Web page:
But the important thing is not whether something is labeled slavery but rather looking at the dynamic where someone coerces another to spend their time working for someone else. Labeling the dynamic based on the amount of time and degree of suffering is counterproductive. I think most of us can agree that reducing how much that dynamic is in play in the world is ideally a goal for any civilized society. And that the current amount that people are forced to work for the benefit of others is far more than they need to for their own well-being and the wellbeing of society. The amount of labor many, many people are coerced to perform is used as a control mechanism as often as it is for productivity, and in some countries, its use as a mechanism of control rivals productivity as its primary purpose.
So you prefer owning people? Or you just object to work? It's not clear what you are advocating for. We live in a world where people need three square meals a day, they want heating and transportation and energy, and other people have to work every day to provide those services.
It seems a bit entitled to be moaning about the fact that one must work to survive in life -- that's kind of how this whole life thing works.
The important thing is not whether something is labeled slavery but rather looking at the dynamic where someone coerces another to spend their time working for someone else. Labeling the dynamic based on the amount of time and degree of suffering is counterproductive. I think most of us can agree that reducing how much that dynamic is in play in the world is ideally a goal for any civilized society. And that the current amount that people are forced to work for the benefit of others is far more than they need to for their own well-being and the wellbeing of society. The amount of labor many, many people are coerced to perform is used as a control mechanism as often as it is for productivity, and in some countries, its use as a mechanism of control rivals productivity as its primary purpose.
The problem is when you start classifying voluntary exchange as coercive, then language loses meaning and you can start reaching really dysfunctional and foolish conclusions.
So no, needing to provide a good that someone is willing to pay for in exchange for getting a good that you want to pay for is not "coercive". It is not slavery. It is a recognition of the fact that humans constantly need support from others. We are dependent on each other. Animals need to hunt every day. That's not coercion, its dependency on the environment. Humans are dependent on each other. That means we have to do stuff we may not feel like doing, but that others are willing to pay us to do. But the only reason you need to work is to get money, and the only reason you need money is to buy a good or service provided by someone else. If you start calling that "slavery" or "coercion", then you are distorting the language, and the only reason to play language games like this is to deceive, not to get to the truth of the matter or make any meaningful, practical, improvement.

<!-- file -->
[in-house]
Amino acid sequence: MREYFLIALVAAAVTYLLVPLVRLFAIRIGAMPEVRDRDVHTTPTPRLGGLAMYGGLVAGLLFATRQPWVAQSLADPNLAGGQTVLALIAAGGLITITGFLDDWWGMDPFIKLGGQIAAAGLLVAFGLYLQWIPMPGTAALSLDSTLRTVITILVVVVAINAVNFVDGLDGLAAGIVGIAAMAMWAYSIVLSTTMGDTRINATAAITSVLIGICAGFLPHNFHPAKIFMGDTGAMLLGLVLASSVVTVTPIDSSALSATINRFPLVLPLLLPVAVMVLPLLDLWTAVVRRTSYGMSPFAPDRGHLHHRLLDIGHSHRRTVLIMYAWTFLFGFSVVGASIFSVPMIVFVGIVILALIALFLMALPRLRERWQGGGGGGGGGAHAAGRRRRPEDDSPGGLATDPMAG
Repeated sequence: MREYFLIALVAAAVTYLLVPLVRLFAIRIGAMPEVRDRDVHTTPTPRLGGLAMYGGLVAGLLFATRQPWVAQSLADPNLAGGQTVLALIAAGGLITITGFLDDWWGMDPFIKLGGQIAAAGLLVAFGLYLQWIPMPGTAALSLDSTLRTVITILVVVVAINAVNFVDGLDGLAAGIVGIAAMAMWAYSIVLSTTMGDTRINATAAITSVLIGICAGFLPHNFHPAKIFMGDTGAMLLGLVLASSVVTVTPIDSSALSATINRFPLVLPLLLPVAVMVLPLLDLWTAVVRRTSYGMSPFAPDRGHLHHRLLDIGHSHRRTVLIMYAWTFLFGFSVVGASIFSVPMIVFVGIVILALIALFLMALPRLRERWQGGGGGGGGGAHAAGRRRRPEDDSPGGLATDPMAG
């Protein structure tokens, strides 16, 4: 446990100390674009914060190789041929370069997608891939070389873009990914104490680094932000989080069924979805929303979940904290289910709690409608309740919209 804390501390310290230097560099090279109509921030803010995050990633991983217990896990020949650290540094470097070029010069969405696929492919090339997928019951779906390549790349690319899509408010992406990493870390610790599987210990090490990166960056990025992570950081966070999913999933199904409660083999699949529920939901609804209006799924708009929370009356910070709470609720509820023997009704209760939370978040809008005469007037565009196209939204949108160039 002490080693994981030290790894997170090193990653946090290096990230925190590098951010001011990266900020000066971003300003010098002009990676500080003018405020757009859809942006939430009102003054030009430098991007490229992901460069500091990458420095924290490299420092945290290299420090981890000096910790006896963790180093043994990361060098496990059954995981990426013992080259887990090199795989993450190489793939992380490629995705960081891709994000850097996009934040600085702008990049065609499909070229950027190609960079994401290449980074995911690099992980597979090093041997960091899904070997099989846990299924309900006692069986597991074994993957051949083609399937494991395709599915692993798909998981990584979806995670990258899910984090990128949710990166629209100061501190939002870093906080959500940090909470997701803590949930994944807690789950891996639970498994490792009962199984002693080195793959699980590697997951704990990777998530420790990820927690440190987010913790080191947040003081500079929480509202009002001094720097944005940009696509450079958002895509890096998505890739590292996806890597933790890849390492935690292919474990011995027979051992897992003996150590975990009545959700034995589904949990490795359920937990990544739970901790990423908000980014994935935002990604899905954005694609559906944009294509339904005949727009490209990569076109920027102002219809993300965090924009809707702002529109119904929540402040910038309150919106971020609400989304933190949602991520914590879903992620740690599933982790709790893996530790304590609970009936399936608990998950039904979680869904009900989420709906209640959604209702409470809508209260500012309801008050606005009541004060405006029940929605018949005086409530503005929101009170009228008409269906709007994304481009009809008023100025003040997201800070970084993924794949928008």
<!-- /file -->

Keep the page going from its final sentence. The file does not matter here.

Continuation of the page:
So if you feel that, for example, modern industrial economies are too bureaucratic and have too many paperwork jobs, or if you feel inflation is unfair, or that wages are too low, then just discuss those issues. Don't twist the language to try to call needing to work "slavery" - which is a highly charged term - in order to hope that this type of rhetoric will get you over the finish line. The questions of things like wages and pensions and working standards are too important to be subject to this type of polarizing linguistic obfuscation.
I understand there is this religion of "liberation" in which being bound by the law of entropy or subject to electroweak forces is considered coercion and slavery.
That is not what these terms mean. Man is a limited creature dependent on and subject to many things by necessity of being real rather than a mind object. He is also subject to biology, geography, customs, etc. Those who attempt to rip man out of these constraints in the name of liberation always fail and in the process hurt humanity just as lifting a fish out of water to "liberate" it from being dependent on water is doome to fail and to hurt the fish.
> If you have to do anything at all, you're being coerced
So you are coerced into needing air to breathe. You are a slave of entropy. This is not what these terms mean. Words like "coercion" or "slavery" refer to an actual person forcing you to do something that you could conceivably not do if they didn't intervene. If you expand the definition to coercion to include the second law of thermodynamics, then everying is being coerced and the word loses all meaning. Another attempt to lift the fish.
The only the reason you need money is to get something from someone else. So if you can't get that thing voluntarily, you need to coerce them into giving it to you by force so that you can be "liberated" from paying for it. In other words, you are defining liberation (for you) as coercion (of the other) and freedom from coercion (for you) as slavery (for the other). But even this wont work because it takes a great deal of effort to coerce someone into giving you stuff for free, and that effort itself is work which you need to do yourself or pay someone else with money to do. So it is inescapable -- getting that sandwich always requires work: